Vast differences in scheme premiums

Top News | Sophie Hui 16 Jan 2020

Premiums charged by Voluntary Health Insurance Scheme standard plans differ by more than twofold for basically the same protection, the Consumer Council has found.

The voluntary scheme was fully implemented in April last year by the Food and Health Bureau to regulate indemnity hospital insurance plans offered to individuals.

The consumer watchdog reviewed all 29 standard plans and 28 "flexi plans" available on the market.

All 29 standard plans provided basic cover for policyholders, while 19 of them included other benefits such as death and hospital cash benefits and no additional premium. Although they have similar basic protection and benefit limits, their premiums greatly varied, the council said.

For instance, the highest premium plan by Liberty International for women in their 80s was HK$36,166 a year, 1.5 times higher than AXA's plan of HK$14,443 per year.

Based on the standard plans' framework, insurance companies can launch flexi plans to boost the basic benefits and benefit limits or add supplementary benefits to the basic items. But the watchdog found a substantial variation in annual compensation claims of the 28 flexi plans provided by 21 insurance companies.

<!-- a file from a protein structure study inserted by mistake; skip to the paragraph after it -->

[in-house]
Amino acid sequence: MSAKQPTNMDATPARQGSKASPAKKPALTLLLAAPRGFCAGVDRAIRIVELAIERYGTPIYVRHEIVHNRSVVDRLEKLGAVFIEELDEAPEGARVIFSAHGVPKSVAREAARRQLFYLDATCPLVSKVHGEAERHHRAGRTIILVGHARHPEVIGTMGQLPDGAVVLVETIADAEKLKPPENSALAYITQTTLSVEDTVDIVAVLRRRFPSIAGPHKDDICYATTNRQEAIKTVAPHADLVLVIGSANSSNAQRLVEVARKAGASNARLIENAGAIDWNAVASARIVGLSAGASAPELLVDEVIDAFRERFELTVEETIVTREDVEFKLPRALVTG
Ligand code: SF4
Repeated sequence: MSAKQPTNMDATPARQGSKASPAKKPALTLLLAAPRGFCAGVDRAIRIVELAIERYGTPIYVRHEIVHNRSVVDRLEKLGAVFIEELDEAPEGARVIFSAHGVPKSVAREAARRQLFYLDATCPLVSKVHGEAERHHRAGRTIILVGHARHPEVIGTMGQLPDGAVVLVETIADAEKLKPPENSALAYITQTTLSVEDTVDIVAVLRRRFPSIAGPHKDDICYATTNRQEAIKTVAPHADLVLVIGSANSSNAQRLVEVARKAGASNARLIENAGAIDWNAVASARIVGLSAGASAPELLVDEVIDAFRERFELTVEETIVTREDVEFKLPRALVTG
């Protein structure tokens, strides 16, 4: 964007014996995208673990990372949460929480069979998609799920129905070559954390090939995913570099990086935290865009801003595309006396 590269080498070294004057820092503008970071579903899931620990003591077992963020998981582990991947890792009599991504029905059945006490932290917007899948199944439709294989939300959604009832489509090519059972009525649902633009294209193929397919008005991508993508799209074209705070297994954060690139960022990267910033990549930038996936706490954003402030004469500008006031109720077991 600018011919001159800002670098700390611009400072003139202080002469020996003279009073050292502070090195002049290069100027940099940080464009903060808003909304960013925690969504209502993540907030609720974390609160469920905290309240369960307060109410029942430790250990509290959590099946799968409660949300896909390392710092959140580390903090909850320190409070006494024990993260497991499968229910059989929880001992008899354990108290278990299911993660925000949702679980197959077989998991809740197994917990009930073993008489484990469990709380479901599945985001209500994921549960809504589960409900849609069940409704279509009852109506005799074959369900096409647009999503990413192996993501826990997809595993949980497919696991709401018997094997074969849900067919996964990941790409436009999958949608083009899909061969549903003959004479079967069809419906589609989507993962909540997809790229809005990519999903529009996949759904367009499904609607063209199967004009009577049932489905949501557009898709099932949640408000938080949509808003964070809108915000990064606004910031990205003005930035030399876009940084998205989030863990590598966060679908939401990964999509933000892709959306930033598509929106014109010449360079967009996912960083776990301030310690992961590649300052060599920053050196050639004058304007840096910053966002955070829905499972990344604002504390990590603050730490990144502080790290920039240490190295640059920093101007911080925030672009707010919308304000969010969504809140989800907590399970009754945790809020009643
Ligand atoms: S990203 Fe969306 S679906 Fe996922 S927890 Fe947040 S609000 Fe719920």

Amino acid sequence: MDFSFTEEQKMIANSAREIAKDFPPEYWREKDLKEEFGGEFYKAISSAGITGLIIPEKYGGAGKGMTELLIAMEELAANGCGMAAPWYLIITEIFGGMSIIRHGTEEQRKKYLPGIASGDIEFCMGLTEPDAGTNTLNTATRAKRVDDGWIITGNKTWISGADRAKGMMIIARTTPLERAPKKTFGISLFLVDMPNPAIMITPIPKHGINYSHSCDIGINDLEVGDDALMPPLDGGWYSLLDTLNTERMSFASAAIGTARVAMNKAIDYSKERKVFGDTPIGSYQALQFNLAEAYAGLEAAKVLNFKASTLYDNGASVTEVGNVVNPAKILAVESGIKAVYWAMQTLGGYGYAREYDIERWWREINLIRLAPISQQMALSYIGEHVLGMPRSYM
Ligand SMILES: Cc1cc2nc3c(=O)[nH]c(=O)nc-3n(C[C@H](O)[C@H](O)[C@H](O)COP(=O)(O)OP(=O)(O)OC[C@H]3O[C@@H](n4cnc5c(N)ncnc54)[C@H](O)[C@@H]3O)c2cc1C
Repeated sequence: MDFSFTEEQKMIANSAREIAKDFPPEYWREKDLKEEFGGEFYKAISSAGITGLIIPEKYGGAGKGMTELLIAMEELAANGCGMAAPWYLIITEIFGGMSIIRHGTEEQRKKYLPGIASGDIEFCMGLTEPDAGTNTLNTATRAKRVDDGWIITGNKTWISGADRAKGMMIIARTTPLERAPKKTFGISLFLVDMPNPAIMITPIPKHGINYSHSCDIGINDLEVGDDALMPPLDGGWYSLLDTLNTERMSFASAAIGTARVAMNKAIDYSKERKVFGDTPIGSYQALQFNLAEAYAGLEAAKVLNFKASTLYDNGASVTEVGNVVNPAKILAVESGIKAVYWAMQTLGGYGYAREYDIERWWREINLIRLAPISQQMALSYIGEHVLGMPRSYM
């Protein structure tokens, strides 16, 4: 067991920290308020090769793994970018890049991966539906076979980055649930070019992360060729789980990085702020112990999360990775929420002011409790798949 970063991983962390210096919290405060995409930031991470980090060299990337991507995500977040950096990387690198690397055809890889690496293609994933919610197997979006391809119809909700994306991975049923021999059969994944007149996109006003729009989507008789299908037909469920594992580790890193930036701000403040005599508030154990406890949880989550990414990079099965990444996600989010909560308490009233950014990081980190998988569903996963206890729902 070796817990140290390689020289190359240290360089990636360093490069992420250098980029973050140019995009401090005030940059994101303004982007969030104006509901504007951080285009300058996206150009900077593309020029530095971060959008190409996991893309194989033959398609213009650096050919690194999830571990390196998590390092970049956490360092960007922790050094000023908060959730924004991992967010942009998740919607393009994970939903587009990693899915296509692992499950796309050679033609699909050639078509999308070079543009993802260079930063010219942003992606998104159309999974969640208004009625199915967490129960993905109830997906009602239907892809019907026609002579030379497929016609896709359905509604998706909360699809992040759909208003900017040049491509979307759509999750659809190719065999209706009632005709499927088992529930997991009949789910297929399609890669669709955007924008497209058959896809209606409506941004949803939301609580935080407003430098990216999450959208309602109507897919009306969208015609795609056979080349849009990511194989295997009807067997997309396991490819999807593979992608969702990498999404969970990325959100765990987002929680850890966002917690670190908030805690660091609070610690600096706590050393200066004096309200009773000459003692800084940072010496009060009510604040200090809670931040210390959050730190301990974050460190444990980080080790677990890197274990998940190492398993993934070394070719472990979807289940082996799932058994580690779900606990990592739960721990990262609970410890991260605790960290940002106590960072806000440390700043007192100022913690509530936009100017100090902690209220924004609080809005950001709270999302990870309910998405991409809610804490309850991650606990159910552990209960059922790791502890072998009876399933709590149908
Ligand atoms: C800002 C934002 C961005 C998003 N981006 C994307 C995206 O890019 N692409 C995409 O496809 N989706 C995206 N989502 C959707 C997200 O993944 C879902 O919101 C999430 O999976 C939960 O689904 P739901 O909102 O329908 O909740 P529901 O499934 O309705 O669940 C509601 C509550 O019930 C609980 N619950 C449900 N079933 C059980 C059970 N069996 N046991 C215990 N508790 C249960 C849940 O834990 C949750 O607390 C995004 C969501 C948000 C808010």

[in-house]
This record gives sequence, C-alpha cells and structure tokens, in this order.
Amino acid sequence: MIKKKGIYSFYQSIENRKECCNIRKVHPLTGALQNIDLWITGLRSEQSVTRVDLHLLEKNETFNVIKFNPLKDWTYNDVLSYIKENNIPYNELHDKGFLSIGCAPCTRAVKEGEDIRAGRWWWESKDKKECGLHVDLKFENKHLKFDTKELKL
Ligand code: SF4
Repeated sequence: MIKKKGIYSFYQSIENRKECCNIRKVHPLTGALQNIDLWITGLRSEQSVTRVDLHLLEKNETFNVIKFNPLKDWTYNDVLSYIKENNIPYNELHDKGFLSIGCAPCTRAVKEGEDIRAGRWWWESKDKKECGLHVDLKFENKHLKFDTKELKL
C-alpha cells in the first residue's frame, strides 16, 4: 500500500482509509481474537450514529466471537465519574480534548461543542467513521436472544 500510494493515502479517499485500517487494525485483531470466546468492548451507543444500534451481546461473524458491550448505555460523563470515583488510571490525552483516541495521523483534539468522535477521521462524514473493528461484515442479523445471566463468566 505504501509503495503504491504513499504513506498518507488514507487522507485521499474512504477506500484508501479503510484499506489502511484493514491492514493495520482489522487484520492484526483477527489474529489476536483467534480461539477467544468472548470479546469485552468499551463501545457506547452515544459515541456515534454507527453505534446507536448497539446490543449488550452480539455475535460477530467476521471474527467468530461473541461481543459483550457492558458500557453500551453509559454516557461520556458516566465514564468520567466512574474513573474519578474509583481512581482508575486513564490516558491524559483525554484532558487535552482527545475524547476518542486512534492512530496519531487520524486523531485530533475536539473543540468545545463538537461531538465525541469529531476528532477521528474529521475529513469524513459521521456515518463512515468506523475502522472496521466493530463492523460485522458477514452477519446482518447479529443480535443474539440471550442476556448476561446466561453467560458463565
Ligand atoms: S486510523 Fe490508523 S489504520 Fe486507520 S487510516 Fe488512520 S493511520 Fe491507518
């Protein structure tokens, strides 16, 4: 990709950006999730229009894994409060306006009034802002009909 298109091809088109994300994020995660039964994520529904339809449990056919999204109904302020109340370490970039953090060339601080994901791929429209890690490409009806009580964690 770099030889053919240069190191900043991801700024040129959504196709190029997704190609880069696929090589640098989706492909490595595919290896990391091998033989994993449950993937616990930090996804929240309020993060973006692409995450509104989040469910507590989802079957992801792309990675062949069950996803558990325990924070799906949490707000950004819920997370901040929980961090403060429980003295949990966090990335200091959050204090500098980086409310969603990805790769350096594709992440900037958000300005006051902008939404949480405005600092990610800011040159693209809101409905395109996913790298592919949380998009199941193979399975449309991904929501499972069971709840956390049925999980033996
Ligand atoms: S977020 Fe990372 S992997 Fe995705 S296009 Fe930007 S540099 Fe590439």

The upper limits set for annual compensation claims varied from HK$420,000 to 71 times as much at HK$30 million.

Six plans have not set annual benefit limits and lifetime benefit limits, four plans have set limits on both, while the other 18 plans set annual benefit limits.

Consumers also need to pay attention to the difference in the benefit limit for nonsurgical cancer treatments, the watchdog said.

Only four plans offer full reimbursement - from AXA, Bupa, Cigna and Zurich Insurance.

AIA's plan offers an insured sum of up to HK$2 million while remaining plans set upper limits from HK$80,000 to HK$700,000.

On outpatient treatment before and after hospitalization and day surgery, three plans by AXA, AIA and Bupa offer full reimbursement while the remaining plans set limits from HK$3,000 to HK$30,000.

Council chief executive Gilly Wong Fung-han said it is difficult to standardize the premiums even if the coverage of the plans is nearly identical since Hong Kong is a free market and insurers have different business costs.

"The market in Hong Kong is special as consumers tend to be lazy," she said. "They rarely do a lot of comparison [of different insurance plans] by themselves. Most of the time, they rely on their relatives and friends who work as insurance agents, or agents introduced to them by their friends."

She said consumer education should continue as insurance agents may not explain details clearly or consumers may struggle to understand.

Nora Tam Fung-yee, head of the council's research and testing committee, said consumers should compare plans based on personal needs and affordability.

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